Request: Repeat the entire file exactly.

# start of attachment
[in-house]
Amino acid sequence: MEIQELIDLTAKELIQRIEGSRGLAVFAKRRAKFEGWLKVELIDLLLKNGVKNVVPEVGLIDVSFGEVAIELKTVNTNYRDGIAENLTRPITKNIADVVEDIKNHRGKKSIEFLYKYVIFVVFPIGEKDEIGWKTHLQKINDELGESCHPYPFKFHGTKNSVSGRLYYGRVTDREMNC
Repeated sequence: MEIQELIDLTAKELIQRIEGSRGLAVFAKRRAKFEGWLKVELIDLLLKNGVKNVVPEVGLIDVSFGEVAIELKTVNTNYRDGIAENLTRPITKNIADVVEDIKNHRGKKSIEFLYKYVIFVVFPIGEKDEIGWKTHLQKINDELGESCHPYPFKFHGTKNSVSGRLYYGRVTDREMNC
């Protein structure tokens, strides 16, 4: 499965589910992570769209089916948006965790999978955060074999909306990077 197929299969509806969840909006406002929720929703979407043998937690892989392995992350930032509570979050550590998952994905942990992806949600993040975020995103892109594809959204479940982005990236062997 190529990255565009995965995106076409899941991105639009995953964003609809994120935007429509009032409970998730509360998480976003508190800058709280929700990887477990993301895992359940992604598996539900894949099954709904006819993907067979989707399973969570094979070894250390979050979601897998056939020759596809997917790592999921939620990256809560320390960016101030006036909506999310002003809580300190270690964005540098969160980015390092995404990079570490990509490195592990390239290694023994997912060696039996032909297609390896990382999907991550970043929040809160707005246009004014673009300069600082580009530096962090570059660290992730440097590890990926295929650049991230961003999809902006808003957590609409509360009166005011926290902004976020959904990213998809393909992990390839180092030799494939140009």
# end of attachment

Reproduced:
[in-house]
Amino acid sequence: MEIQELIDLTAKELIQRIEGSRGLAVFAKRRAKFEGWLKVELIDLLLKNGVKNVVPEVGLIDVSFGEVAIELKTVNTNYRDGIAENLTRPITKNIADVVEDIKNHRGKKSIEFLYKYVIFVVFPIGEKDEIGWKTHLQKINDELGESCHPYPFKFHGTKNSVSGRLYYGRVTDREMNC
Repeated sequence: MEIQELIDLTAKELIQRIEGSRGLAVFAKRRAKFEGWLKVELIDLLLKNGVKNVVPEVGLIDVSFGEVAIELKTVNTNYRDGIAENLTRPITKNIADVVEDIKNHRGKKSIEFLYKYVIFVVFPIGEKDEIGWKTHLQKINDELGESCHPYPFKFHGTKNSVSGRLYYGRVTDREMNC
């Protein structure tokens, strides 16, 4: 499965589910992570769209089916948006965790999978955060074999909306990077 197929299969509806969840909006406002929720929703979407043998937690892989392995992350930032509570979050550590998952994905942990992806949600993040975020995103892109594809959204479940982005990236062997 190529990255565009995965995106076409899941991105639009995953964003609809994120935007429509009032409970998730509360998480976003508190800058709280929700990887477990993301895992359940992604598996539900894949099954709904006819993907067979989707399973969570094979070894250390979050979601897998056939020759596809997917790592999921939620990256809560320390960016101030006036909506999310002003809580300190270690964005540098969160980015390092995404990079570490990509490195592990390239290694023994997912060696039996032909297609390896990382999907991550970043929040809160707005246009004014673009300069600082580009530096962090570059660290992730440097590890990926295929650049991230961003999809902006808003957590609409509360009166005011926290902004976020959904990213998809393909992990390839180092030799494939140009």